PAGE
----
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Earth Day was inspired by the environmental catastrophe that led to its creation

Earth Day was inspired by the environmental catastrophe that led to its creation

This February and January were the 53rd years of one of the country’s worst environmental disasters.

It also gave rise to an annual celebration that is celebrated around the globe.

Cities all over the U.S. and the world have held or will hold events to commemorate Earth Day, which officially falls on Friday.

People had to remember the tragedy that led to the creation of Earth Day before they could celebrate environmental awareness through various festivals.

On January 28, 1969, A massive oil spillage occurred in the Pacific Ocean, California, near Santa Barbara..

The oil spillage continued into February. It was the worst oil spillage in U.S. waters at that time. However, it has since been overtaken by the 1989 Exxon Valdez spillage (Alaska) as well as the 2010 Deepwater Horizon (Gulf of Mexico).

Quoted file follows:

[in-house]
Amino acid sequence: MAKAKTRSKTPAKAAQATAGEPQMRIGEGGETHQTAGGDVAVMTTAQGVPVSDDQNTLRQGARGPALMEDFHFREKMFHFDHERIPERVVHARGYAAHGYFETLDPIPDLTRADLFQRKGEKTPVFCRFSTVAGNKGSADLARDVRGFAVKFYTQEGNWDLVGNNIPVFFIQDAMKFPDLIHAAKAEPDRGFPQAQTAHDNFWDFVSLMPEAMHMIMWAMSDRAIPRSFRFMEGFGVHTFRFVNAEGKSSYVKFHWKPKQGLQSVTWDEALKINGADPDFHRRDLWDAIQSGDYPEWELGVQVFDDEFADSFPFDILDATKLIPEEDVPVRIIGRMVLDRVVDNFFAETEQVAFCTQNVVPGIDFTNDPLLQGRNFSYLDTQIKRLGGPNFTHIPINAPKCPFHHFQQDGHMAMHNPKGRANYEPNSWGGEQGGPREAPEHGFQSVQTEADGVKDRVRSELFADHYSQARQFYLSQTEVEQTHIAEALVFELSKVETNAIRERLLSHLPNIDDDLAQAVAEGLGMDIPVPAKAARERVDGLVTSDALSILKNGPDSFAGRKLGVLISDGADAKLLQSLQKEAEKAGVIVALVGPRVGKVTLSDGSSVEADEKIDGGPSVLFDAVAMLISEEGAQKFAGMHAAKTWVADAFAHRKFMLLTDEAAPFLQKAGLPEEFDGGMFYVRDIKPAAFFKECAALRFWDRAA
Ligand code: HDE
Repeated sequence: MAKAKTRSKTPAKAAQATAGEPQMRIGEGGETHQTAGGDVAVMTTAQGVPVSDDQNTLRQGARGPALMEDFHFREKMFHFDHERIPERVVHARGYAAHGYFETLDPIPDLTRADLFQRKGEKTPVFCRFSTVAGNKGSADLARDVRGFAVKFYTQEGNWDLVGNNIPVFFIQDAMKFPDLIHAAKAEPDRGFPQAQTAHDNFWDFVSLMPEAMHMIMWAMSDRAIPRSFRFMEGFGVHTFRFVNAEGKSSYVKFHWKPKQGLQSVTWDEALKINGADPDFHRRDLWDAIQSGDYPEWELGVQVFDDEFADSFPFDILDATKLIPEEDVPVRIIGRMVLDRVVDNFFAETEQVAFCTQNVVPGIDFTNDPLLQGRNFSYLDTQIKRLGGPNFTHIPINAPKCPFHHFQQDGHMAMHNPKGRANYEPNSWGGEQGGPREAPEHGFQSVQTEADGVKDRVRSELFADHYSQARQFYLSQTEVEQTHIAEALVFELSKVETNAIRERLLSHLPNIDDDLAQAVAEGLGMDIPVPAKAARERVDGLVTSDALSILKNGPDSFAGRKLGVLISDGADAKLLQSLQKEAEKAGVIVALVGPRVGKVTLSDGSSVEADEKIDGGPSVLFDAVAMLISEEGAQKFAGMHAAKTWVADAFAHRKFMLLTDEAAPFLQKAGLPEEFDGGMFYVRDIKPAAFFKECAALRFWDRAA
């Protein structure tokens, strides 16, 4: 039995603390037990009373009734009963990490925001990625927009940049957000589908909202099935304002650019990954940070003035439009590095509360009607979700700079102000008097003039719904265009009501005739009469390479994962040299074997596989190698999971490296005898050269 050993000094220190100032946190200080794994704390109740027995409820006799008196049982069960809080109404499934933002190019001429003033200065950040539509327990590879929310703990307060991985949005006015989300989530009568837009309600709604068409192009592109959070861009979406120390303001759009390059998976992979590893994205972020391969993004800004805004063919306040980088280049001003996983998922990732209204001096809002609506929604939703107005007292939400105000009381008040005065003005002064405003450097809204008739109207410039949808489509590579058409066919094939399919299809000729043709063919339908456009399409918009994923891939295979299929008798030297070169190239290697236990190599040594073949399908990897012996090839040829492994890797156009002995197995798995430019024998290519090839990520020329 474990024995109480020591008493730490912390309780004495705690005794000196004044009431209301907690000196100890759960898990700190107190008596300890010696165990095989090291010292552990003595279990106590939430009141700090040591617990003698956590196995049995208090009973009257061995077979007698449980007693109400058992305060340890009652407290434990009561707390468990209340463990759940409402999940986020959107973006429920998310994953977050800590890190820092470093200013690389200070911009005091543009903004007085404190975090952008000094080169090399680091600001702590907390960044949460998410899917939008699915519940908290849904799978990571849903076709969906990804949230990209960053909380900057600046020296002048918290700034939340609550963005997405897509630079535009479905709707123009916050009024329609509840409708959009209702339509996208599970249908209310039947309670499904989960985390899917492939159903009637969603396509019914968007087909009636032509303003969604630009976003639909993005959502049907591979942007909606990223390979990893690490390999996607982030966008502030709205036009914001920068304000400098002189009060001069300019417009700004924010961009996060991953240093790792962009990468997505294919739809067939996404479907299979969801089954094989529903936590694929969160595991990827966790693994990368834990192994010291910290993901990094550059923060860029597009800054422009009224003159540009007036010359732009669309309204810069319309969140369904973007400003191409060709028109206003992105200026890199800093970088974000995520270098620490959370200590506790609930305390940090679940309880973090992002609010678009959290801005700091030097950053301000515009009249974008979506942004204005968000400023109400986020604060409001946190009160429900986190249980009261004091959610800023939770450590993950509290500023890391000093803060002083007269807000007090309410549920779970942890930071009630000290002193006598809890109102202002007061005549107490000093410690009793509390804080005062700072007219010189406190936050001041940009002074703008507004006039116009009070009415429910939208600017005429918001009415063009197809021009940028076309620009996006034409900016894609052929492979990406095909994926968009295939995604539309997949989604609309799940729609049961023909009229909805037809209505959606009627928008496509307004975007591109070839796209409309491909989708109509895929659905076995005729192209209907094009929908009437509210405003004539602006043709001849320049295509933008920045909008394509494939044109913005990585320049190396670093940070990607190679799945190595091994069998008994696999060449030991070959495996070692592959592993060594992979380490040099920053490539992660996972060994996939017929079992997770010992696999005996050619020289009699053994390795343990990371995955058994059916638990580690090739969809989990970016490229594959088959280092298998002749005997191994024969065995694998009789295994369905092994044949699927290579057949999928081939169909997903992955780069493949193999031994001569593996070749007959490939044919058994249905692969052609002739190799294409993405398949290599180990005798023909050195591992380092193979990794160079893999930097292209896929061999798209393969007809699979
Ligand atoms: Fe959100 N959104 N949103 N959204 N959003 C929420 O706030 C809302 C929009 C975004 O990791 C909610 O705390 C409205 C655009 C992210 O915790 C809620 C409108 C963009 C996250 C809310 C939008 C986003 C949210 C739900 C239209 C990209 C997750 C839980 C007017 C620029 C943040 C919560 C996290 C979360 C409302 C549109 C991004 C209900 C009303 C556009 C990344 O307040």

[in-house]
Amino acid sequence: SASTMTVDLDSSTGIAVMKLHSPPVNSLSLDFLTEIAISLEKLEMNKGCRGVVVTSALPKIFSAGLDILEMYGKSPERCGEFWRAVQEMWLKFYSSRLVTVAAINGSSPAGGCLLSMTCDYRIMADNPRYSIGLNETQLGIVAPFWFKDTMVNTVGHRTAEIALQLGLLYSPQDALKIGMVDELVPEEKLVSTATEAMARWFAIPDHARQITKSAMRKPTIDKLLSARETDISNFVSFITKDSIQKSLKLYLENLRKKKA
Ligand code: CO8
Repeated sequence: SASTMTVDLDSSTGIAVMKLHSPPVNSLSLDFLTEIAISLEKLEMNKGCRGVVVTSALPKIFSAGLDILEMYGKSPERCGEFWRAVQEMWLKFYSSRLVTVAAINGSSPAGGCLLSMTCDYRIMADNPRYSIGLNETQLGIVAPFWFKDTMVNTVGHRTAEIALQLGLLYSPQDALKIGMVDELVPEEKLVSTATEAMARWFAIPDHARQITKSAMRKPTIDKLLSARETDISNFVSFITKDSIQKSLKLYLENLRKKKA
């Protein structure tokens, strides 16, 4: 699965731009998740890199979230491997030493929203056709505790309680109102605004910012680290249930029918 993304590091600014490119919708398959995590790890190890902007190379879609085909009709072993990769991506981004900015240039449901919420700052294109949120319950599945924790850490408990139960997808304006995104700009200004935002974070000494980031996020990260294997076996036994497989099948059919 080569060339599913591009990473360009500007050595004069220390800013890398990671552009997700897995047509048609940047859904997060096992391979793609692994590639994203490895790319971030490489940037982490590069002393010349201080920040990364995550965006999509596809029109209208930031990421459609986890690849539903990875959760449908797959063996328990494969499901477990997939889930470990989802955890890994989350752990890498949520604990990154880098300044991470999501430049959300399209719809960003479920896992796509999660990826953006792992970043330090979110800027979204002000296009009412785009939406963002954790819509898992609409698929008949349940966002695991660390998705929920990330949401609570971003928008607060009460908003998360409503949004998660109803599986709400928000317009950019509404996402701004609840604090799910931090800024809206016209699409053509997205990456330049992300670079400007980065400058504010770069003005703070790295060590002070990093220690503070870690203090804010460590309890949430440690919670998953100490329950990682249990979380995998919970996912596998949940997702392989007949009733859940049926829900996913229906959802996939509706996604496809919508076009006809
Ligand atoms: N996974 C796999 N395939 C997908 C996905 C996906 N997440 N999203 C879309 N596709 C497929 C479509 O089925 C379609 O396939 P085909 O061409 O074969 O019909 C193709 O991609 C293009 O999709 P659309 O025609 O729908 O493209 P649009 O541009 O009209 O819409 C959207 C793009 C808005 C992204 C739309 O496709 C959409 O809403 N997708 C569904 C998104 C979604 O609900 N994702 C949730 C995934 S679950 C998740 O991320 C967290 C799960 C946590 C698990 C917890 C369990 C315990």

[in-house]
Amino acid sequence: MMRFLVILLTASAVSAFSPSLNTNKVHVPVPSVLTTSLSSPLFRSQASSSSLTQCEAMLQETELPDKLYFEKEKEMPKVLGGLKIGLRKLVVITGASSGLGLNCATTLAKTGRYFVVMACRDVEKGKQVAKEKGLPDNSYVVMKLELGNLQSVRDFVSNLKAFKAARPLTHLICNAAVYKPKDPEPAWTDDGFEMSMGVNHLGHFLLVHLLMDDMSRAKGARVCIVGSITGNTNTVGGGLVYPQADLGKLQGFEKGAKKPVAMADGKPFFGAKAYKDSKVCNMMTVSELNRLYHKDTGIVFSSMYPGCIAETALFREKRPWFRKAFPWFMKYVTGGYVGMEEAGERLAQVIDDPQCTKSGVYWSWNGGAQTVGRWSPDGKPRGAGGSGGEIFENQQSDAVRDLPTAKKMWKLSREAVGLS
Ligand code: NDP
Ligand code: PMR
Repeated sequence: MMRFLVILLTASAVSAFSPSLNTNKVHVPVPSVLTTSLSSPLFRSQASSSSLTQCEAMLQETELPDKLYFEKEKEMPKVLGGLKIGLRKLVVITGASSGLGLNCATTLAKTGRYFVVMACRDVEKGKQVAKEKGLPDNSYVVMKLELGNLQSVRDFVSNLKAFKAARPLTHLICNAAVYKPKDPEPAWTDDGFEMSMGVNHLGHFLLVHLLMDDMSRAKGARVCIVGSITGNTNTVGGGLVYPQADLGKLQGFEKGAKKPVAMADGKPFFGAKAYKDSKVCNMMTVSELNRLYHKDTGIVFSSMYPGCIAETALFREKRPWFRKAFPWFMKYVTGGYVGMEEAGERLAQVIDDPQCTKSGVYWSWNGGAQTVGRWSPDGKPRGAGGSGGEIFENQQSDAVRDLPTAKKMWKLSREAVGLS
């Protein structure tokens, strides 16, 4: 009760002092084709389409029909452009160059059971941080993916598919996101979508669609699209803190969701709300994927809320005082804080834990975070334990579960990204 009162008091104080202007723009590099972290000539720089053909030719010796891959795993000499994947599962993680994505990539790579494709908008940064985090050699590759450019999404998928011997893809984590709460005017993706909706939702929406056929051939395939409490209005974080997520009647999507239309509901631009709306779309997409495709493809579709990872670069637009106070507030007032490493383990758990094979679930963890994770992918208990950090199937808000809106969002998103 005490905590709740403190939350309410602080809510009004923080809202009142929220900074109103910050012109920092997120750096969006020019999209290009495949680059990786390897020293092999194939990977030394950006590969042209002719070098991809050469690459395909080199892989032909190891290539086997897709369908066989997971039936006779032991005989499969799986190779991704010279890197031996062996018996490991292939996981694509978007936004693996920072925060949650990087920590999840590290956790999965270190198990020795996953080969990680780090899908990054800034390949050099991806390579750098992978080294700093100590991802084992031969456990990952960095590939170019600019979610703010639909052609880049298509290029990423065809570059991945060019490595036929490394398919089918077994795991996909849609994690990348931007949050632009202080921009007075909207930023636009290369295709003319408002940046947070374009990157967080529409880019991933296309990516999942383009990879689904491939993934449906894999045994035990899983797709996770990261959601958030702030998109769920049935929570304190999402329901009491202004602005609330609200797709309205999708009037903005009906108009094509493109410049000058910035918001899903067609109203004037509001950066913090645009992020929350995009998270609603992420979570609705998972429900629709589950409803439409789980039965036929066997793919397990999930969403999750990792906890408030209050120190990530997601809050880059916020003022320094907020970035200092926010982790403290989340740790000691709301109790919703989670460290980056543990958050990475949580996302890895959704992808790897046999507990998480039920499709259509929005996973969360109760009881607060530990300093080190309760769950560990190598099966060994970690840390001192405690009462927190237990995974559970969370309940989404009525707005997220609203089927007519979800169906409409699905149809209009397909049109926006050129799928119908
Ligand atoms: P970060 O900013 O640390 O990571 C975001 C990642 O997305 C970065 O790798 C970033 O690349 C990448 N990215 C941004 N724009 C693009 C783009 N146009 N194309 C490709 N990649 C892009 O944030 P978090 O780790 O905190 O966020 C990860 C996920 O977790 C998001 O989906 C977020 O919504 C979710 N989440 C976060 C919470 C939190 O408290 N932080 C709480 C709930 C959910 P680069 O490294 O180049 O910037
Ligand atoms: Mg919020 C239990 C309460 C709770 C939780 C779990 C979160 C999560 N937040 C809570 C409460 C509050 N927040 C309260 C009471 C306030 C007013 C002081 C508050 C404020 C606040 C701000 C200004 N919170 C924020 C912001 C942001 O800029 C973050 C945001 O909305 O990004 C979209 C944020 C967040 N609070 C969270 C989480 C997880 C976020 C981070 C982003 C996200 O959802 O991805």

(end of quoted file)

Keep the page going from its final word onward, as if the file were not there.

The source was a blowout at Union Oils Platform A in an off-shore oil field that saw between 85,000 and 10,000 barrels crude oil spilled over a period of 10 days.

Nearly 4,000 birds perished and many other marine mammals and wildlife were also affected by the disaster.

Union Oil was the victim of multiple lawsuits over the next five-years to help pay the damages.

Santa Barbara received $4million, and owners of homes, hotels, and other buildings that suffered damage were awarded $6.5million.

After seeing the effects of an airplane’s crash, Sen. Gaylord Nelson (Wisconsin) and Denis Allen Hayes (Environmental Advocate) were inspired by Earth Day.

On April 22, 1970, the first Earth Day was celebrated with rallies and celebrations all over the country. President Richard Nixon planted a tree on the White House’s south lawn with first lady Pat Nixon.

Earth Day was made an international event in 1990.


This story was published for the first time in 2019. It has been updated.

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